“Agreed. With loads like this, we almost always have to deal with inspectors too. They’re always looking for smugglers and other such stuff in large cargo wagons like ours,” Rune said. “They usually don’t give us any trouble, but with Ratana in the back, I am expecting questions. We’ll camp on the edge of the valley tonight and make our way through in the morning.”

As they reached the bottom of the hill and the ground flattened, Rune gave the signal to the driver, who directed the mule team off the road onto a flat grassy area. The footmen, along with Rune, Achara, and Camon, went about the work of unhitching and caring for the mules. Lamai prepared a meal of dried meat, cheese, and bread for the travelers, and they ate it, not taking time to savor it. Camon had grown a bit tired of the same thing day in and day out, but he didn’t complain. He did enjoy a good flagon of ale to go with it, though, one of the perks of traveling with a brewer.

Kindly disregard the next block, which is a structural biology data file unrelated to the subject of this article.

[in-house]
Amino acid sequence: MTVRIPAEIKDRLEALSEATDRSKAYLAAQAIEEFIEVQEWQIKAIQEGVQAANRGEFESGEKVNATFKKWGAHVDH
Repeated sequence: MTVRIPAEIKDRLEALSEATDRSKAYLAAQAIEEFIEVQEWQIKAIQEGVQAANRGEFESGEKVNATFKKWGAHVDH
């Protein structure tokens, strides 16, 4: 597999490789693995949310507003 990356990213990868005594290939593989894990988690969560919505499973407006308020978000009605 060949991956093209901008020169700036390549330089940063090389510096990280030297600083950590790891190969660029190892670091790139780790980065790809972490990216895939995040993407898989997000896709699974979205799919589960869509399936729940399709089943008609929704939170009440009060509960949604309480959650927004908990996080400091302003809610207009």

After eating, it was dark, and the air got cool. This night, they started a fire for warmth, and they all welcomed it, sitting around it while they told stories and talked about things they had seen and places they had been. Before too long, they all turned in for a night’s sleep. They all woke before the sun was up and reversed what they had done the night before, hitching up the mules and packing up what gear they had used for their encampment. The driver climbed onto the wagon and gave a loud whistle. The team began to roll just as the sun was coming up in the east. They pulled back onto the road, which was already busy with people headed towards the town with wears and goods.